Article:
A Birmingham man who claimed to be a successful faith healer and defrauded several women of around £145,000 was jailed for seven and a half years at Birmingham Crown Court today (16 June 2016).
Abdoulie Gassama, of Slade Road, Erdington, pleaded guilty to 22 offences under the Theft Act 1968 and Fraud Act 2006 at a hearing on 22 April 2016.
The 34-year-old, who advertised his services under the pseudonyms Shaikh Jammal and Shaikh Riyad in a number of local and Asian newspapers, claimed to have 40 years’ experience and guaranteed results.
Birmingham City Council brought this prosecution as a result of complaints made to Trading Standards officers between December 2014 and March 2015 from several women who had responded to these advertisements seeking to solve family and financial problems.
Gassama met his clients at a flat in Malvern Road, Handsworth, and would initially charge £20 for the first session, but then asked for extra monies for prayers, special medicines and sacrificial animals including cows and crocodiles.
There appeared to be no set fee structure, with Gassama demanding extra payments ranging from £377 to £17,000 – which led to one woman handing him more than £134,000 over seven months, as he promised her husband would give up drinking.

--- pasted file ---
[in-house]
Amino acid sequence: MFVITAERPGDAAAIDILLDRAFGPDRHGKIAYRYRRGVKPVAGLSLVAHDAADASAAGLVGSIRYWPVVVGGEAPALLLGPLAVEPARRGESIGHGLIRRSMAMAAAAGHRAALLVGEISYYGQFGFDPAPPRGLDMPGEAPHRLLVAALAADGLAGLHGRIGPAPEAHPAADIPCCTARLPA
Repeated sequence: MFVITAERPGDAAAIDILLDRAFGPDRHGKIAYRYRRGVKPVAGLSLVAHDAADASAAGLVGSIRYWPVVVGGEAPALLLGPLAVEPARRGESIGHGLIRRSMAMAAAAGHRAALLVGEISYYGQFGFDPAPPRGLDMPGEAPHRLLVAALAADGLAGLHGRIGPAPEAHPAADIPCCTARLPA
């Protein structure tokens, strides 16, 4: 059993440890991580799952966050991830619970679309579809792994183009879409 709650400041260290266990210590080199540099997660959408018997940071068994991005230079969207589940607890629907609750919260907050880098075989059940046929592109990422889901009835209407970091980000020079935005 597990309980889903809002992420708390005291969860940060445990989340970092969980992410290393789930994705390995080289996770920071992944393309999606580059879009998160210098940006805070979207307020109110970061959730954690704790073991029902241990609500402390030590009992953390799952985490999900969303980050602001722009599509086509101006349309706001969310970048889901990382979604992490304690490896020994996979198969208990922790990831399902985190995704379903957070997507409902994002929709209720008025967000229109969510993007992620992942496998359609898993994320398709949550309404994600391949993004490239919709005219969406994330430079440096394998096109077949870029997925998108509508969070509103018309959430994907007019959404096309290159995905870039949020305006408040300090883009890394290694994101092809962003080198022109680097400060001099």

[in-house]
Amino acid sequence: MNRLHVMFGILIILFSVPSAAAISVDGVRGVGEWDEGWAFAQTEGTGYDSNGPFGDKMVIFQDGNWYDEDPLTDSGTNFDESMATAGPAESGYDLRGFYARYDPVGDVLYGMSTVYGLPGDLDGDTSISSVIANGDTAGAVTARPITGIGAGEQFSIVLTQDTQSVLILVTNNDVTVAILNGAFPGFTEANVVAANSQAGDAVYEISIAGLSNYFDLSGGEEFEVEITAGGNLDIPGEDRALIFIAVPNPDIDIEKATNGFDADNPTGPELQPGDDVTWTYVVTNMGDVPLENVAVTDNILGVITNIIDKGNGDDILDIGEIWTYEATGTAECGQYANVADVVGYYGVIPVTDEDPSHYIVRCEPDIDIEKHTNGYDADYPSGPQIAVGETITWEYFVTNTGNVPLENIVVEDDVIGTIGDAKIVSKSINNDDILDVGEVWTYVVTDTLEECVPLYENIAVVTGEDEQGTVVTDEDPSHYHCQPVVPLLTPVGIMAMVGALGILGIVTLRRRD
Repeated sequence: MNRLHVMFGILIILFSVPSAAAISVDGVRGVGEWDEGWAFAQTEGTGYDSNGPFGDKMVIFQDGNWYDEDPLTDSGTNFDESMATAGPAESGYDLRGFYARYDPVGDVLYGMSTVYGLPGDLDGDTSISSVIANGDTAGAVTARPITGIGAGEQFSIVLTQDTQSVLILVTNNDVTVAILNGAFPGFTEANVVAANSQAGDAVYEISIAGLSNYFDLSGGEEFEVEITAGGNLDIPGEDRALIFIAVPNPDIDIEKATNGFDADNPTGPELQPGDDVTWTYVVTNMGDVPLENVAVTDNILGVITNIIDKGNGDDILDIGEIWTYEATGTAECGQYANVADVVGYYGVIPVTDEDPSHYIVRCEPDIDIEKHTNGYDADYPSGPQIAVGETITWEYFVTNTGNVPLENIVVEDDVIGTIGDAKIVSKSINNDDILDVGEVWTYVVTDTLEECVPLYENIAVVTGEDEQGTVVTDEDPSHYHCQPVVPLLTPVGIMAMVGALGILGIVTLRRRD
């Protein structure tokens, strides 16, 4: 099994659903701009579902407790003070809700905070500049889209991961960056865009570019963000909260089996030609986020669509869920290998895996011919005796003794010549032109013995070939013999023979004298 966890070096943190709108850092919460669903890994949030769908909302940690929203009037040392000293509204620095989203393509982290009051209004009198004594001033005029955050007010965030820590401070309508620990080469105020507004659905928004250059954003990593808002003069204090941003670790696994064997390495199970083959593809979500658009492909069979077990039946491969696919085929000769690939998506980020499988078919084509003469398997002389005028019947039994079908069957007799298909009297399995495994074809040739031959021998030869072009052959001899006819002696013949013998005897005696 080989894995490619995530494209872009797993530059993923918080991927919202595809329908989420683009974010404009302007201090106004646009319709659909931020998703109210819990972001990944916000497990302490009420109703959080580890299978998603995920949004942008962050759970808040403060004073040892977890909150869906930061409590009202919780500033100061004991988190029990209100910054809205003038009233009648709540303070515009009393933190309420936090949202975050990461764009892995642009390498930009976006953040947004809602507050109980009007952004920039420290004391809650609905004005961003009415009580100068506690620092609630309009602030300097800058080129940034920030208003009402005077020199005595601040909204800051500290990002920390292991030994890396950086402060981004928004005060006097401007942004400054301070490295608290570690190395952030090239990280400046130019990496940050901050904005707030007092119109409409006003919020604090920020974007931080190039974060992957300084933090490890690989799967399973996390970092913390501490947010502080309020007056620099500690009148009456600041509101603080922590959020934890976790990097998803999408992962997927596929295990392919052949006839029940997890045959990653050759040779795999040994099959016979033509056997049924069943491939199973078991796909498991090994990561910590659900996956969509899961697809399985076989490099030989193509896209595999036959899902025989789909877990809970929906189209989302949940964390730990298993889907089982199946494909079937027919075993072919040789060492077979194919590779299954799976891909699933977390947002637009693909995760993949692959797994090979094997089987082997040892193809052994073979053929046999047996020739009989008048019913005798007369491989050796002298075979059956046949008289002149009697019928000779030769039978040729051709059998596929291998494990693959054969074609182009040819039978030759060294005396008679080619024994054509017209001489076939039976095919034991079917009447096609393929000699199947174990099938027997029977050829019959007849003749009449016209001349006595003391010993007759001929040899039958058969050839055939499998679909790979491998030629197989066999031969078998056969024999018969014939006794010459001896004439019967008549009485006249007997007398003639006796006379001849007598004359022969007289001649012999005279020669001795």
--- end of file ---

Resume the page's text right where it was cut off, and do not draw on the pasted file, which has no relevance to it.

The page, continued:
Cllr Barbara Dring, chair of the city council’s Licensing and Public Protection Committee, said: “This man has cynically exploited three vulnerable women, who sought his help in what must have been very traumatic and trying times.
“Not only did he make, and break, a string of empty promises, he gave them expensive false hope that their situations would improve, if they paid for extra prayers or sacrificial animals.
“Sadly it is easy to be seduced by the offer of a ‘quick fix’ but people should be very wary of paying any individual promising to solve their problems in this manner, instead they should seek advice through professional channels.”
The seven-and-a-half year jail sentence comprises of: 18 months for five offences against victim 1; two years for seven offences against victim 2, to be served concurrently; four years for nine offences against victim 3, to be served consecutively; and 2 years for a money laundering offence.
Birmingham City Council will now pursue confiscation proceedings under the Proceeds of Crime Act, which will take place at a later date.
Notes to editors
For further consumer information, visit Birmingham Trading Standards’ webpage www.birmingham.gov.uk/tradingstandards or the Citizen’s Advice Consumer Service website, www.citizensadvice.org.uk/consumer